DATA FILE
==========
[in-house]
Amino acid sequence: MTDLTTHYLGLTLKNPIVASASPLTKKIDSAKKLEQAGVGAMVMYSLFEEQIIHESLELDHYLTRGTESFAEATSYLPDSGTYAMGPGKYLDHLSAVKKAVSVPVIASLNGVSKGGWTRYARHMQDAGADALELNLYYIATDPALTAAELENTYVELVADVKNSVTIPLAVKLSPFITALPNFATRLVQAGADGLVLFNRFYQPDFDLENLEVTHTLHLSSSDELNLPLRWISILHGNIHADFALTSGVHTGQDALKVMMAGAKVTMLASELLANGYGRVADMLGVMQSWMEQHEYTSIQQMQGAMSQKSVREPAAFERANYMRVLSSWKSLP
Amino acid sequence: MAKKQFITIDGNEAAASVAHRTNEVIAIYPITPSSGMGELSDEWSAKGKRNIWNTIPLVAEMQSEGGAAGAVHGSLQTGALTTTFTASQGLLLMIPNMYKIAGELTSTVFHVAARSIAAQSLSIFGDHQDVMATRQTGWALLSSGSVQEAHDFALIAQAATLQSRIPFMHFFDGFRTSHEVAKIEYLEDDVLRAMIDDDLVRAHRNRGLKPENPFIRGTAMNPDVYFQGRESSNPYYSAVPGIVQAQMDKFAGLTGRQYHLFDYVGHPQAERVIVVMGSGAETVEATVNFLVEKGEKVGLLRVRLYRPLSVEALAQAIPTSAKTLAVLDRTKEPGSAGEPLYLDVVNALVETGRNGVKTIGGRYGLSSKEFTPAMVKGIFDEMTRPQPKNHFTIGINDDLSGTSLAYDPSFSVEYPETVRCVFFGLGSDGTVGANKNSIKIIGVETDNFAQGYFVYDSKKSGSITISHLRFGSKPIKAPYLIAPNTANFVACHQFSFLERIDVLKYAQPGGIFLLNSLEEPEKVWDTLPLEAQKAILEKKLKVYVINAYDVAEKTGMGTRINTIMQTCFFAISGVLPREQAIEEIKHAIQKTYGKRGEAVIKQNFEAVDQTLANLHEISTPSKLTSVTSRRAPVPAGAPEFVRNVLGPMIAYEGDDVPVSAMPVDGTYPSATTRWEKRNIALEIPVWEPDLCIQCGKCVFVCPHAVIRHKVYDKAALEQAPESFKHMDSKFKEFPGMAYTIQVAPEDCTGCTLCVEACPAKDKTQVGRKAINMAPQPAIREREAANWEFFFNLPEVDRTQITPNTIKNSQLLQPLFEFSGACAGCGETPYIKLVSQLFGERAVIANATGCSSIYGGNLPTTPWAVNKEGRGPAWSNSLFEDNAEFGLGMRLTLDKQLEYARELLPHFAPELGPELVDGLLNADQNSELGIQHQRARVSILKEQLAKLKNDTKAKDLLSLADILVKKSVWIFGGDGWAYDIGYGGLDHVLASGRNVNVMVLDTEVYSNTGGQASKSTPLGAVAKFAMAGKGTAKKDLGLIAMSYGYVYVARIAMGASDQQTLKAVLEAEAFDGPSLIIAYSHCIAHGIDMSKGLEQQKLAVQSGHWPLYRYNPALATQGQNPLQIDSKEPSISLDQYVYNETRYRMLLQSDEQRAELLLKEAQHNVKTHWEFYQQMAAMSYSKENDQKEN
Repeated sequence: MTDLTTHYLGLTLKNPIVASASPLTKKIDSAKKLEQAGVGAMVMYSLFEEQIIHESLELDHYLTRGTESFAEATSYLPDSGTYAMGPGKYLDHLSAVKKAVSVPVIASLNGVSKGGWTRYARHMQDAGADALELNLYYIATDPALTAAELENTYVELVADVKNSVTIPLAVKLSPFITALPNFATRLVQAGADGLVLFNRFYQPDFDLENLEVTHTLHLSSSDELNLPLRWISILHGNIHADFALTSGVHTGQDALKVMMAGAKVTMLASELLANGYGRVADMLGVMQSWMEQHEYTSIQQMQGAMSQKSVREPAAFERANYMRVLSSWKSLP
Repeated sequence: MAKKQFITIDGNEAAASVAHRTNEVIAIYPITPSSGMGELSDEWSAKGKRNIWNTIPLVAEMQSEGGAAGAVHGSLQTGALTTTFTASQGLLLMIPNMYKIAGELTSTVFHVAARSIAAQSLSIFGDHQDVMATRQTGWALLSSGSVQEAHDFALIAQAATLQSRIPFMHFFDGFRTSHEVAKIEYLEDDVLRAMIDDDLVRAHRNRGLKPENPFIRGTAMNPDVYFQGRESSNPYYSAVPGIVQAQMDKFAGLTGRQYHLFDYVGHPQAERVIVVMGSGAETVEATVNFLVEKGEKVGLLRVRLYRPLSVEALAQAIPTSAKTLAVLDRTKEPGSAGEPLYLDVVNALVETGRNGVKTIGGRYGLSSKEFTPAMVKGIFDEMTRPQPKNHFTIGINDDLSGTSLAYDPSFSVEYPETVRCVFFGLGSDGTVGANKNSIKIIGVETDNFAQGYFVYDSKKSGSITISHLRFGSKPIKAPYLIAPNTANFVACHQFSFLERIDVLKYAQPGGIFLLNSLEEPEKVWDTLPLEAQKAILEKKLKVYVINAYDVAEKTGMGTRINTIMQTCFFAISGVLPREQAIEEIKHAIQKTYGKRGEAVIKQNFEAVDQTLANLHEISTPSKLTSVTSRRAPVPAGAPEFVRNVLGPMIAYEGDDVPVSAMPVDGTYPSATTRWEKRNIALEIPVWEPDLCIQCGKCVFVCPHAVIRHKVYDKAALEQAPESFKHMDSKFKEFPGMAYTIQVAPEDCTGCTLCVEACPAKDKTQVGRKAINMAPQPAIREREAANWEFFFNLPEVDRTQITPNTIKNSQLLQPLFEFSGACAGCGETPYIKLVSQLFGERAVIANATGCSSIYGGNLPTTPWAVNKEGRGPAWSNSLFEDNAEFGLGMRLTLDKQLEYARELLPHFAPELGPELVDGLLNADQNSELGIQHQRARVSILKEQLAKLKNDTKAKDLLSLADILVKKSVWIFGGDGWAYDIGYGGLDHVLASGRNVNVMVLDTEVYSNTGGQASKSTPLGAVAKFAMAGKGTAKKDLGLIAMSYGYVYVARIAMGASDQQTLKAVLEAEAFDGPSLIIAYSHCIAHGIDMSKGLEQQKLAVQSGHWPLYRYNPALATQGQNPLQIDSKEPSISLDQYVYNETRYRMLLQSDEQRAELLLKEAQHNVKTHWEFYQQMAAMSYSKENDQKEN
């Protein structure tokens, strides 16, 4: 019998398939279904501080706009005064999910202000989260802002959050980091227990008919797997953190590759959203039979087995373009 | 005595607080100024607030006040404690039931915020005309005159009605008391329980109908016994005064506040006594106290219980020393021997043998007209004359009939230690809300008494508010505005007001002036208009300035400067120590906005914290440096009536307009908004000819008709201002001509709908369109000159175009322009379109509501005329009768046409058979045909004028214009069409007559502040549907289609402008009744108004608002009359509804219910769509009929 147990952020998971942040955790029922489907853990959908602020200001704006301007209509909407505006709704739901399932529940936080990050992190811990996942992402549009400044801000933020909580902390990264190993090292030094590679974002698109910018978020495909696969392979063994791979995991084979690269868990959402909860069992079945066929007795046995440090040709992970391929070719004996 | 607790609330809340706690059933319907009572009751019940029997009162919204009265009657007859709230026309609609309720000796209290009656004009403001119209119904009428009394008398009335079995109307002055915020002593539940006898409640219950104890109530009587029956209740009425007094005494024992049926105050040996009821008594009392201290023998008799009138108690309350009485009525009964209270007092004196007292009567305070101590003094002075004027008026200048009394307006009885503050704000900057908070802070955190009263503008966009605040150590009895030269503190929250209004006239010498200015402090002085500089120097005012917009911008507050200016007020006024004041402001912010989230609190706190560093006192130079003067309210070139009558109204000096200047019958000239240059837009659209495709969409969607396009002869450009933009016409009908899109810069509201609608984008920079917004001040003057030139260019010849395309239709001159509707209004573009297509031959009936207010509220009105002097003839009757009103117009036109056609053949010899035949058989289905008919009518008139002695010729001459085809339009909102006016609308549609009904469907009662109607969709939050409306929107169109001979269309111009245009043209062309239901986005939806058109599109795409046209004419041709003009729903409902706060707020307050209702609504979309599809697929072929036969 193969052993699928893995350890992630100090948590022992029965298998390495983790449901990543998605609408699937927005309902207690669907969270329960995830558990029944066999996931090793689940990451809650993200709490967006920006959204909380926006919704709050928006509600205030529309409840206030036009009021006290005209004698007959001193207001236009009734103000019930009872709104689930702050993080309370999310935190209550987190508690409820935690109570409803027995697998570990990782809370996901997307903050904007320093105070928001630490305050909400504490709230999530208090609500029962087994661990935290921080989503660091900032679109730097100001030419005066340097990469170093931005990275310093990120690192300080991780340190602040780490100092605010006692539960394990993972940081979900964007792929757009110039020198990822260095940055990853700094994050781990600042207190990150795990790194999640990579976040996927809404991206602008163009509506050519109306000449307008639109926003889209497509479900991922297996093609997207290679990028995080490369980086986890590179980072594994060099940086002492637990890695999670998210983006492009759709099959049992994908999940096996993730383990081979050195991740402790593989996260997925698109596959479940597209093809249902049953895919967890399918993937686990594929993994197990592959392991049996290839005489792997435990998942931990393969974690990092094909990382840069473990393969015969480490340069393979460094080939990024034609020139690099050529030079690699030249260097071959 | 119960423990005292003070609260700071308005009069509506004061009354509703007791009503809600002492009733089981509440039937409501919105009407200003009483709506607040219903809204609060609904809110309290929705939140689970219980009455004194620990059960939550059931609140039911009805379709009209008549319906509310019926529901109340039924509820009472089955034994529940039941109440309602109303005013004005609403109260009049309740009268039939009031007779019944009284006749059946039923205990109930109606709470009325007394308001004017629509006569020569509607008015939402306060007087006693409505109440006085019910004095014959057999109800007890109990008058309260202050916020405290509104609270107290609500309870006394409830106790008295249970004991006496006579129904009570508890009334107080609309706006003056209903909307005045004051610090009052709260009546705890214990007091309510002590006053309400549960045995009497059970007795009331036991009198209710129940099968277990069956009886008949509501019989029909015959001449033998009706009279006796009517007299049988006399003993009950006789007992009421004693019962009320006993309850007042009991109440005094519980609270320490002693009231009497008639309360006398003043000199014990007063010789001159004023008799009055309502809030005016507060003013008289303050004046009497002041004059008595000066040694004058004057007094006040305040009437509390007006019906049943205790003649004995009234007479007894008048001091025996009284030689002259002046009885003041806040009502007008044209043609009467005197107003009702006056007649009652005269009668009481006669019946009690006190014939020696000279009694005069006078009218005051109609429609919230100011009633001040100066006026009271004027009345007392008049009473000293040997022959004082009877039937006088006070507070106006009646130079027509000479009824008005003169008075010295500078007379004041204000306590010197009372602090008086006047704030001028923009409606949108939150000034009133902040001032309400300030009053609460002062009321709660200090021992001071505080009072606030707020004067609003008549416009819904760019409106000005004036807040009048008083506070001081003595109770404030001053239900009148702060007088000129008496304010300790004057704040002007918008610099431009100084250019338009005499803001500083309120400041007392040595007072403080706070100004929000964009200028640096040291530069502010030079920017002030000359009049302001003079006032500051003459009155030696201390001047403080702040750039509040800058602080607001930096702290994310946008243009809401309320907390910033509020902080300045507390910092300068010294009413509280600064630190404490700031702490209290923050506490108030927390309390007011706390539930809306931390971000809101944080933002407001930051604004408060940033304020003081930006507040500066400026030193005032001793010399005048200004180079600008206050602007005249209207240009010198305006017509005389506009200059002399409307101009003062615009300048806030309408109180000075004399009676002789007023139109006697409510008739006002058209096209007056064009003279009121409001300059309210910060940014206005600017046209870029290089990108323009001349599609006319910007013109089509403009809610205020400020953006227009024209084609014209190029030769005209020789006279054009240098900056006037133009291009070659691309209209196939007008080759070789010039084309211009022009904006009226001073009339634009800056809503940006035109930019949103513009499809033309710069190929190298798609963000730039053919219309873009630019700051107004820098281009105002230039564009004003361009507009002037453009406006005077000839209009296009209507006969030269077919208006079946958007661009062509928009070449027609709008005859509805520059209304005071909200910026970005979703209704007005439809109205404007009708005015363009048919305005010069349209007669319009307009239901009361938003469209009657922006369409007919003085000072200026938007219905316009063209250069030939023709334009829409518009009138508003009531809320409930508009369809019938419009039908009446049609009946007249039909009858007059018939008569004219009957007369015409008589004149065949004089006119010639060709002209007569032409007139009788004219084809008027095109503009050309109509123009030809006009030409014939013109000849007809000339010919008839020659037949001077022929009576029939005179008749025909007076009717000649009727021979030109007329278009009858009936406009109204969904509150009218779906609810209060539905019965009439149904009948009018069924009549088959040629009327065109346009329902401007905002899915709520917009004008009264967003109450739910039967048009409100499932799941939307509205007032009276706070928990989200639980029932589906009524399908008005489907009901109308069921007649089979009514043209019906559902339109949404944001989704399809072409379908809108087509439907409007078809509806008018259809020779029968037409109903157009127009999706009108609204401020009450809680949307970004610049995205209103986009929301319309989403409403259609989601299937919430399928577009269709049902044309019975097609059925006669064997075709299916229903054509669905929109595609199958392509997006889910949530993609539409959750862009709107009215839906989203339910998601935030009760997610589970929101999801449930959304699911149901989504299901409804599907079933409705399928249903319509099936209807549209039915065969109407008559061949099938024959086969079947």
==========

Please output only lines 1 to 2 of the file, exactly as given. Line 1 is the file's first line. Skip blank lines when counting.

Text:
[in-house]
Amino acid sequence: MTDLTTHYLGLTLKNPIVASASPLTKKIDSAKKLEQAGVGAMVMYSLFEEQIIHESLELDHYLTRGTESFAEATSYLPDSGTYAMGPGKYLDHLSAVKKAVSVPVIASLNGVSKGGWTRYARHMQDAGADALELNLYYIATDPALTAAELENTYVELVADVKNSVTIPLAVKLSPFITALPNFATRLVQAGADGLVLFNRFYQPDFDLENLEVTHTLHLSSSDELNLPLRWISILHGNIHADFALTSGVHTGQDALKVMMAGAKVTMLASELLANGYGRVADMLGVMQSWMEQHEYTSIQQMQGAMSQKSVREPAAFERANYMRVLSSWKSLP